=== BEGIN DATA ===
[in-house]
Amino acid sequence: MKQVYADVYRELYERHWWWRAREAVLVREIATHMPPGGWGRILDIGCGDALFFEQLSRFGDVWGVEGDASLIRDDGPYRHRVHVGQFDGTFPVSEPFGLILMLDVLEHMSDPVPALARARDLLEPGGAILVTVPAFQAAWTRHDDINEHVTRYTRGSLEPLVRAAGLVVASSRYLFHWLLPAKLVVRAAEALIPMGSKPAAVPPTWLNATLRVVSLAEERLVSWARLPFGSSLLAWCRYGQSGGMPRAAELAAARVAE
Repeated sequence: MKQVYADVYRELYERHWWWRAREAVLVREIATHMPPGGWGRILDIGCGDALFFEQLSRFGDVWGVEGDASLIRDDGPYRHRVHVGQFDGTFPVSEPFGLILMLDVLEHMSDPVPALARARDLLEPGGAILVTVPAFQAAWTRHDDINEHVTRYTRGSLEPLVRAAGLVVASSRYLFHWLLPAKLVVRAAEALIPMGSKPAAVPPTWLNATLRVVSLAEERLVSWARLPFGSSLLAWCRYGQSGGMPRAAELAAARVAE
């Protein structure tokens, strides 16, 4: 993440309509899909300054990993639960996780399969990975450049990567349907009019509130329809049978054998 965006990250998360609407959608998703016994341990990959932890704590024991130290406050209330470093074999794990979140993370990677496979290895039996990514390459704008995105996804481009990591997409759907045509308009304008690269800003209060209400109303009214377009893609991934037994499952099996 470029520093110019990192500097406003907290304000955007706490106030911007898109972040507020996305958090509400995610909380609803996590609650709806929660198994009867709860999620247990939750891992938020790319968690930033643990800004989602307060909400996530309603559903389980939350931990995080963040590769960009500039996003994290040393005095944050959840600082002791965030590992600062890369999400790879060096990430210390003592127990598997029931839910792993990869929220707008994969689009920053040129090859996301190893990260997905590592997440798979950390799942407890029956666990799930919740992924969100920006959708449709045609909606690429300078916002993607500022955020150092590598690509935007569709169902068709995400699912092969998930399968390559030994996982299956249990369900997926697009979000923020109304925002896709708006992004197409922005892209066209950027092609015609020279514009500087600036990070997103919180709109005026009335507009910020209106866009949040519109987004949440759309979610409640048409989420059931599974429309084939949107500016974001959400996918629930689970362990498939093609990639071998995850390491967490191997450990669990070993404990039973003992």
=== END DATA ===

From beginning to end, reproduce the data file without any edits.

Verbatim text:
[in-house]
Amino acid sequence: MKQVYADVYRELYERHWWWRAREAVLVREIATHMPPGGWGRILDIGCGDALFFEQLSRFGDVWGVEGDASLIRDDGPYRHRVHVGQFDGTFPVSEPFGLILMLDVLEHMSDPVPALARARDLLEPGGAILVTVPAFQAAWTRHDDINEHVTRYTRGSLEPLVRAAGLVVASSRYLFHWLLPAKLVVRAAEALIPMGSKPAAVPPTWLNATLRVVSLAEERLVSWARLPFGSSLLAWCRYGQSGGMPRAAELAAARVAE
Repeated sequence: MKQVYADVYRELYERHWWWRAREAVLVREIATHMPPGGWGRILDIGCGDALFFEQLSRFGDVWGVEGDASLIRDDGPYRHRVHVGQFDGTFPVSEPFGLILMLDVLEHMSDPVPALARARDLLEPGGAILVTVPAFQAAWTRHDDINEHVTRYTRGSLEPLVRAAGLVVASSRYLFHWLLPAKLVVRAAEALIPMGSKPAAVPPTWLNATLRVVSLAEERLVSWARLPFGSSLLAWCRYGQSGGMPRAAELAAARVAE
């Protein structure tokens, strides 16, 4: 993440309509899909300054990993639960996780399969990975450049990567349907009019509130329809049978054998 965006990250998360609407959608998703016994341990990959932890704590024991130290406050209330470093074999794990979140993370990677496979290895039996990514390459704008995105996804481009990591997409759907045509308009304008690269800003209060209400109303009214377009893609991934037994499952099996 470029520093110019990192500097406003907290304000955007706490106030911007898109972040507020996305958090509400995610909380609803996590609650709806929660198994009867709860999620247990939750891992938020790319968690930033643990800004989602307060909400996530309603559903389980939350931990995080963040590769960009500039996003994290040393005095944050959840600082002791965030590992600062890369999400790879060096990430210390003592127990598997029931839910792993990869929220707008994969689009920053040129090859996301190893990260997905590592997440798979950390799942407890029956666990799930919740992924969100920006959708449709045609909606690429300078916002993607500022955020150092590598690509935007569709169902068709995400699912092969998930399968390559030994996982299956249990369900997926697009979000923020109304925002896709708006992004197409922005892209066209950027092609015609020279514009500087600036990070997103919180709109005026009335507009910020209106866009949040519109987004949440759309979610409640048409989420059931599974429309084939949107500016974001959400996918629930689970362990498939093609990639071998995850390491967490191997450990669990070993404990039973003992």